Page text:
As stated before, Epicureanism holds the belief that like everything else, Gods are composed of atoms, but atoms that are different than those of human beings. These atoms in On the Nature of the Universe are described as very flimsy atoms that are ethereal, and can be barely perceived by the mind, therefore they cannot be touched. It also says that they exist somewhere among their own nature, which means that they do not exist anywhere near the society of human beings.

In explaining this theory to his followers, he did so to prove that there is no reason to live in fear of Gods because they live in a society that is completely separate and different from ours, and as stated before, they are engaged in their own affairs and have no concern for the welfare of human beings. He stressed the importance of this because Epicurus believed that all fear arises from the unknown. The unknown as being what happens to the soul, body, and life after death, and the fear and anxiety over Gods’ declaration punishments or rewards towards human beings.

By explaining all the unanswered questions of life, rejecting the idea of Gods being in complete control in the affair of our lives, in simple and naturalistic terms that can be proven through metaphysics, rather than relying on retold myths that cannot be proven, seen, or sensed, he is able to direct their minds towards a positive light in which they can achieve a state of mind that is at peace, allowing them to live their lives in pleasure and happiness.

Epicurus’ view on the soul and what happens to it after death greatly varied from the Platonic and Homeric view of the soul. Unlike Plato who believed that the soul became part of a heavenly pilgrimage, and the Homeric view that the soul descends into the darkness of the kingdom of the dead, Epicurus believed that the Soul merely dissolves upon death, which is without sensation. This means that since something that dissolves upon death is free of sensing and feeling, then there is no pain, and therefore there is nothing to fear.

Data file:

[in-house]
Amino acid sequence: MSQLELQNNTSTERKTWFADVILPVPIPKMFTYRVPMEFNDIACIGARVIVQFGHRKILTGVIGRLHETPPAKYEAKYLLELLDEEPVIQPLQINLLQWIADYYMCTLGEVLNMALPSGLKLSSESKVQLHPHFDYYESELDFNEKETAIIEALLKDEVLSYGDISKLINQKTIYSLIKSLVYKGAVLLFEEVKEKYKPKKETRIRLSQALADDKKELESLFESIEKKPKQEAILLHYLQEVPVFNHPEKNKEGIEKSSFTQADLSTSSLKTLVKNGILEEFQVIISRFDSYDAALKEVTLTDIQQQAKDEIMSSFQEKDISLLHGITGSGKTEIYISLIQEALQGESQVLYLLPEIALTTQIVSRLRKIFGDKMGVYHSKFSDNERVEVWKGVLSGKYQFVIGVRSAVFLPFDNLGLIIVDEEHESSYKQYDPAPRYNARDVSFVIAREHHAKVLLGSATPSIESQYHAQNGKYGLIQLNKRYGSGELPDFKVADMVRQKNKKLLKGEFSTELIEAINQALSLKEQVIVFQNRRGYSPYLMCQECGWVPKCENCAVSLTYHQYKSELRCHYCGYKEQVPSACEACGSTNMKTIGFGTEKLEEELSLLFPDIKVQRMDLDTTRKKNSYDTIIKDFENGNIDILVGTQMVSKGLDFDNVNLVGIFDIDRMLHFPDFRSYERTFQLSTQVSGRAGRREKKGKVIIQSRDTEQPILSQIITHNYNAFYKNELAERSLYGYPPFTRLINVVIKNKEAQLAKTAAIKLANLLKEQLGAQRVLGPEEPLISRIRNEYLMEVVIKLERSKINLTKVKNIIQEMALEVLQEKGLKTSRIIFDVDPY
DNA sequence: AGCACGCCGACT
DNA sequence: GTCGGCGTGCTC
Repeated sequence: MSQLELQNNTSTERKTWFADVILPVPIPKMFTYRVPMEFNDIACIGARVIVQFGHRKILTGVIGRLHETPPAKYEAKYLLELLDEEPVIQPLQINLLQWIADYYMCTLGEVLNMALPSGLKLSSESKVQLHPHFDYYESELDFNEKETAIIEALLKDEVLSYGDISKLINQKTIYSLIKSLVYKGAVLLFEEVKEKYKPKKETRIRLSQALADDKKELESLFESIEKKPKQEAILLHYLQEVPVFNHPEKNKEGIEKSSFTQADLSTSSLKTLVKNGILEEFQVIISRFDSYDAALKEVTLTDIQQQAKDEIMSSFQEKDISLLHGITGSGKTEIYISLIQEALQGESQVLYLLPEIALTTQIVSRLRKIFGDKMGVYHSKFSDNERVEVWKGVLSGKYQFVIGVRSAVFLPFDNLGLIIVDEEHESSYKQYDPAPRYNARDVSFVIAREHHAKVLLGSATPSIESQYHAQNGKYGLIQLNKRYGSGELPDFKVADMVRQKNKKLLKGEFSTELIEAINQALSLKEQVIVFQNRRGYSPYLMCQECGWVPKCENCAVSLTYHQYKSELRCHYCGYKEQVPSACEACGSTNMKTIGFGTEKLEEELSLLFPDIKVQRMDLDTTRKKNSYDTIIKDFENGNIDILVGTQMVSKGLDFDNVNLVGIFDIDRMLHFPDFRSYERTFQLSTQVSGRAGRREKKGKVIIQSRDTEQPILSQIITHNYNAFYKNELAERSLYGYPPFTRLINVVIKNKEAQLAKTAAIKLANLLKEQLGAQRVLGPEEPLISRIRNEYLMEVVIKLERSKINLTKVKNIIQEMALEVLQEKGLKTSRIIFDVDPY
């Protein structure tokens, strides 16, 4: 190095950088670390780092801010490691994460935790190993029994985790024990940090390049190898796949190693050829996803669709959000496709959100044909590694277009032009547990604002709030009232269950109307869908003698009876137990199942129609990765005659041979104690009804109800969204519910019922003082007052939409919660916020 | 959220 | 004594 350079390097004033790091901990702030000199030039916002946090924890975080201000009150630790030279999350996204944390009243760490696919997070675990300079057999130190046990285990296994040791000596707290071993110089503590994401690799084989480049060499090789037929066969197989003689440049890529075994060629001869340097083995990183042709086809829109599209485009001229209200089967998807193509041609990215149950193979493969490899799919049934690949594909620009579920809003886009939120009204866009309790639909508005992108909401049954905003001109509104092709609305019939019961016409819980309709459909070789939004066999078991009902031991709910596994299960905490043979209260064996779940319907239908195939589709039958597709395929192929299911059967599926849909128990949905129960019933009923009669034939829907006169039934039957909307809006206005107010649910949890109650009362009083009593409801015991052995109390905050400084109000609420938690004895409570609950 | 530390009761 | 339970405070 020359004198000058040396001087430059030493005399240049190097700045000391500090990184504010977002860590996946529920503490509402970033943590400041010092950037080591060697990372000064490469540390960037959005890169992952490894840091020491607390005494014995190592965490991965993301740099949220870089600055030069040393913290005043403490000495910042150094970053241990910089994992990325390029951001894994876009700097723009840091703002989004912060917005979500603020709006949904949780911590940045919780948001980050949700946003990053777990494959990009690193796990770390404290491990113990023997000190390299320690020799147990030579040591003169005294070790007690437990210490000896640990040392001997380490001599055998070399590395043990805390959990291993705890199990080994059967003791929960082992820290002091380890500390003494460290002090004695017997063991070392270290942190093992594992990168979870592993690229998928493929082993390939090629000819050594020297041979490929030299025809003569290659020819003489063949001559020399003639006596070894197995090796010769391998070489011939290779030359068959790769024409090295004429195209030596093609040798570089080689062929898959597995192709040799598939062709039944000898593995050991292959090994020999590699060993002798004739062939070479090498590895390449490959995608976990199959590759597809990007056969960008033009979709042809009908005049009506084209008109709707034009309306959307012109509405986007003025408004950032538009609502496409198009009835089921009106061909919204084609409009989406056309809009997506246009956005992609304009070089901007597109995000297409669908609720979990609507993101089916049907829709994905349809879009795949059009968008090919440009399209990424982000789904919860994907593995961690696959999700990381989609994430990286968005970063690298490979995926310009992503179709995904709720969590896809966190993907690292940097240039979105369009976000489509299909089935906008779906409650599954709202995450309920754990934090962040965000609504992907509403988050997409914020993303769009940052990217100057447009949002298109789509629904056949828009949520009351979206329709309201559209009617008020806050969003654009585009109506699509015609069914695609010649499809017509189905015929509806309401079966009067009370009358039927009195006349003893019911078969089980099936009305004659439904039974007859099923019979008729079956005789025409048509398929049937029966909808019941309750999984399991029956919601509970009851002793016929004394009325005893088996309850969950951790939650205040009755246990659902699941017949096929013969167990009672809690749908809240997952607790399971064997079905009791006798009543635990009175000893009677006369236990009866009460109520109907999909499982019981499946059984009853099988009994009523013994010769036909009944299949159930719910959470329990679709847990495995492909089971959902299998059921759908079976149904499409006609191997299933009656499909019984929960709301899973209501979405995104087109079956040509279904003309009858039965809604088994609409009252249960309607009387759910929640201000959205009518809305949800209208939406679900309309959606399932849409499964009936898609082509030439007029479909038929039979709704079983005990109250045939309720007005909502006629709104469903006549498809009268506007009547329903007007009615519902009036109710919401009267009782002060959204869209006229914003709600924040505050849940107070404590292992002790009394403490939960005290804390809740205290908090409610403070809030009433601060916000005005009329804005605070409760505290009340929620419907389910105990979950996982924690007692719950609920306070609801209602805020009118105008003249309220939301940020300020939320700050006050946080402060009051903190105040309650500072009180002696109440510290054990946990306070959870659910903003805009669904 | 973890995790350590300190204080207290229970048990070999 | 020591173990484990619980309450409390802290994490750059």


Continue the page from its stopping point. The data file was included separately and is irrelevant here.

Although Epicurus agreed with both the Platonic and Homeric view that an individual is composed of the body and the soul, and that upon death, the soul leaves the body, he disagreed on their views of what happens to the soul after death. Epicurus believes that the soul is corporeal, which means that what happens to the body and the soul is a physical occurrence, and once the body starts dissolving, the soul along with the body begins undergoing a physical transformation in which it also dissolves, the process therefore being void of the sensation or perception of what is happening.

The soul according to Epicurus was mainly made of breath, heat, and air which he considered to be made of a material substance. These three elements were used by Epicureans to explain the differences in characters and moods of feeling in both humans as well as animals. Aetios sums up the functions of these elements saying that the element of breath gives the soul the power to move, the air gives it tranquility and calmness, and the heat produces the perception of warmth from the body.

Epicurus also believed that the soul was made of an unknown element as well, that is much more advanced in structure and its function in the soul which allows it to feel in harmony with the rest of the elements as well as the body. Lucretius further elaborated on this hidden fourth element by stating that it is a crucial part of the soul because it provides the soul with sensation. Although the soul is the major cause of sensation, it cannot sense without the body. This then means that the soul cannot sense without the body, and the body cannot sense without the soul.

Lucretius states that the soul and the body must be united for a human being to have full access to sensation, therefore one cannot survive without the other . This theory is used in support of their argument of what happens to the soul after it is released from the body, which is that since the soul which brings sensation, reason, and perception of the outside world to the body, is released from the body, the body can no longer feel or come up with reason or judgment of what is occurring.

The soul however, has a more significant role in the making of an individual than the body does because if a part of the body is lost, such as a leg or an arm, the soul is able to remain in the body and still give an individual sensation, whereas the part that was lost such as a leg or an arm although still exists, it can no longer have the soul be a part of it or retain any sensation.

In general, the body can be viewed as the home and protection of the soul, and if the body is destroyed, then it can no longer protect nor shelter the soul, and as a result, the soul scatters into tiny separate creative energies. All of Epicurus’ teachings and doctrines can be traced back to, and are in relation to attaining pleasure which is the main goal in life. Epicurus defines pleasure as not having certain sensations of happiness, but rather as the absence of bodily pain and mental disturbance.